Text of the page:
6. November 2014
Most of GIS users today will probably work with ArcGIS. Since version 10 the implementation / integration of Python into the ArcGIS framework and ArcPy it’s important for ArcGIS users to be aware of the capabilities of using Python in batch processing tasks, data manipulation and the broad possibilities of Python itself (eg. Numpy, Sympy etc.). SciPy will another topic for the future… ArcPy itself was the interface to the core functionalities of ArcGIS in the python world. So it was getting easier to interfere with the current layers and data in your ArcGIS environment using Python. Python itself can be enhanced using different „modules“ and arcpy is one of them which is shipped alongside with numpy and matplotlib in the latest ArcGIS versions. If your ArcGIS software was able to communicate with the internet it was always possible to use the SciPy module as well. So what’s the news?
ArcGIS 10.3 will be shipped with SciPy already integrated. Now all the users behind firewalls and in secured networks will have the possibilities to use these functionalities in their Python scripts for ArcGIS. The functions are more or less connected to the modules that are part of the SciPy Stack:
- NumPy: numerical calculations of arrays and matrices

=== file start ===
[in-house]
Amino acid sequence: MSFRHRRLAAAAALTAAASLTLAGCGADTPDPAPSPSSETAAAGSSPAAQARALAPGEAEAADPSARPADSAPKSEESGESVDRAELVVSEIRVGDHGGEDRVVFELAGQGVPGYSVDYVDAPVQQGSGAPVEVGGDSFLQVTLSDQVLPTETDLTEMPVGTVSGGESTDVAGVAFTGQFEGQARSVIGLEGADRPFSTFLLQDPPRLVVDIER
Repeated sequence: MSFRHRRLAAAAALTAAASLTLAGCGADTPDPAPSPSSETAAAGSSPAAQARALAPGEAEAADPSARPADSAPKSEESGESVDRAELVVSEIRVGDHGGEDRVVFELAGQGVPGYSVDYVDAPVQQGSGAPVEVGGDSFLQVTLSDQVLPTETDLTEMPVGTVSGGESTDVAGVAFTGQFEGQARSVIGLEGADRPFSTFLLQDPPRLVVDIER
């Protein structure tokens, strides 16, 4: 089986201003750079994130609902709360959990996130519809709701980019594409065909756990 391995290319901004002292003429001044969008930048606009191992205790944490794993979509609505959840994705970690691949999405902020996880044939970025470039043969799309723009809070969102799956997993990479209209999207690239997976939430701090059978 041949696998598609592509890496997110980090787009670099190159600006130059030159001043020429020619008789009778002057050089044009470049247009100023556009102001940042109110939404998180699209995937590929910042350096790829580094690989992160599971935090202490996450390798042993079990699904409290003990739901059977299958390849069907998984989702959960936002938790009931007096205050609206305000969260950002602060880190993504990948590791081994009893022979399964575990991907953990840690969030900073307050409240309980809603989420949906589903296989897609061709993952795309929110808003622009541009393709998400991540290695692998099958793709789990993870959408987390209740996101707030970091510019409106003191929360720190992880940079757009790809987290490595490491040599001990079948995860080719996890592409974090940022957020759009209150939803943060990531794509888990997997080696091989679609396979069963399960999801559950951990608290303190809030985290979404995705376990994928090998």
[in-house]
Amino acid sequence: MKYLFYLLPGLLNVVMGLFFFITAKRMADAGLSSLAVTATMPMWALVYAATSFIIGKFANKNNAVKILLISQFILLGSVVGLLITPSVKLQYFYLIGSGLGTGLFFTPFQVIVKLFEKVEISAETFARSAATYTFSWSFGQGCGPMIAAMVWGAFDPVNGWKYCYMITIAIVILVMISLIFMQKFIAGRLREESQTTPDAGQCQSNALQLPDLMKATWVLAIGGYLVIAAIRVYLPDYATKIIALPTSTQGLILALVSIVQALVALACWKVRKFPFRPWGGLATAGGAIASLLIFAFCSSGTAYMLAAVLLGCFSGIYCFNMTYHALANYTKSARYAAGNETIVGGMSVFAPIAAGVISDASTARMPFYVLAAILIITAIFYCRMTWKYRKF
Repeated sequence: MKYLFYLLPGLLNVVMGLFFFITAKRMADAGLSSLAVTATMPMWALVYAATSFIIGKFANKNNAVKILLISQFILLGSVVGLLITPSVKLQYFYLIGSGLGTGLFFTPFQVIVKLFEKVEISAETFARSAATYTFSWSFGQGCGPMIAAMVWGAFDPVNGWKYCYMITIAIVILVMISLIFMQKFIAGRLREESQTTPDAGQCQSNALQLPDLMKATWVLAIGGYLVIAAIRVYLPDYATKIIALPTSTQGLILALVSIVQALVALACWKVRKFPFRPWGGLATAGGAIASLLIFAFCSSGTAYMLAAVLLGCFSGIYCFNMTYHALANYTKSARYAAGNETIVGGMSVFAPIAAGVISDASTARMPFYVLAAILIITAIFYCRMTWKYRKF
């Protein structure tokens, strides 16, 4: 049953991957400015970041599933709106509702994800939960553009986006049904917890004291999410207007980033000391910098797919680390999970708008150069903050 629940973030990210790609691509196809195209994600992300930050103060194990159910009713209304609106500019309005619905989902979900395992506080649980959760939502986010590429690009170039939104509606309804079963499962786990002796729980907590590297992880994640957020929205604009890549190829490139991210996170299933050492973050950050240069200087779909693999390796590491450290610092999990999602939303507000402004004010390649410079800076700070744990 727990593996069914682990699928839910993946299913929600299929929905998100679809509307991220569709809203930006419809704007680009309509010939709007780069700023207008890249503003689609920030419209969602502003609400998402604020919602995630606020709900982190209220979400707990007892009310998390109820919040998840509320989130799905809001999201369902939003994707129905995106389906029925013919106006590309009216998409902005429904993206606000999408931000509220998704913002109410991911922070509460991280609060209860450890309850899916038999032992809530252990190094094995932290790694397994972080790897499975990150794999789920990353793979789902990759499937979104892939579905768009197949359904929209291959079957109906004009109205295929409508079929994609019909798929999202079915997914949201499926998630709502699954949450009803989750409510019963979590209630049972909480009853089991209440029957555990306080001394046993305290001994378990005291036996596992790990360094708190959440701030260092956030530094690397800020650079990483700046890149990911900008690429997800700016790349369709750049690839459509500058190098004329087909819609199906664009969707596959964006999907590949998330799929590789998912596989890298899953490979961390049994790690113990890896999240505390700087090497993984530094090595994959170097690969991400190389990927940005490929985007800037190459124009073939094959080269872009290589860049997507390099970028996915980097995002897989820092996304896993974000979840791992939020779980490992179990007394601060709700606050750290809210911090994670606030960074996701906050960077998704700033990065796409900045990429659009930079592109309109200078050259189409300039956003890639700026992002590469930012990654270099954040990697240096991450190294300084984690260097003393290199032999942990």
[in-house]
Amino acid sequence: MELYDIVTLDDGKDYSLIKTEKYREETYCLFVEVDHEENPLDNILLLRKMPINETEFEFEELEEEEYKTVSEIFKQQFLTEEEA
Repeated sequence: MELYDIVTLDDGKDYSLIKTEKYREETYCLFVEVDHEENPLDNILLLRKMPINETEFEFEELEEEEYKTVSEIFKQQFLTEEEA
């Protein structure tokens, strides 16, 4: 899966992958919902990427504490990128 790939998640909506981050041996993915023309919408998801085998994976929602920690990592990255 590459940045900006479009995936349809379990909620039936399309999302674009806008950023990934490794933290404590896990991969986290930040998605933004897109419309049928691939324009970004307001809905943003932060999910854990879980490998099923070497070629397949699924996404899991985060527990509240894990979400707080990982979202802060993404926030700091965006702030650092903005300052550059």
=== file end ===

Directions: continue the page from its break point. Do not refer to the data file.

- SciPy: scientific/numerical algorithms
- MatPlotLib: figure/plotting functions
- Pandas: high performance data manipulation and analysis
- SymPy: sombolic mathematics and computer algebra system
- IPython: notebook, script automation and parallel computing
- Nose: testing framework for unit and doc testing
- markov chains for traffic flow calculation
- model crustal movement
- image filtering for edge detection
- algebra modules to set a quota
An additional benefit is, that it will be easier to share your models within the ArcGIS community without caring of the SciPy version installed by others in the community as you will use the same stack/preinstalled version. It will be interesting whether these scripts can be shared with SciPy users outside of the ArcGIS environment in a sustainable way or whether these SciPy versions are customized for the use in ArcGIS in some way.
Still I see an ongoing integration of open source developments in the proprietary software stack ArcGIS. The idea and this process sounds good, but it is interesting to see that there is no idea of building an own marcov chain toolbox as example for the ArcGIS suite. Instead they are integrating the work of others and selling it as part of the ArcGIS suite. What are your opinions on this?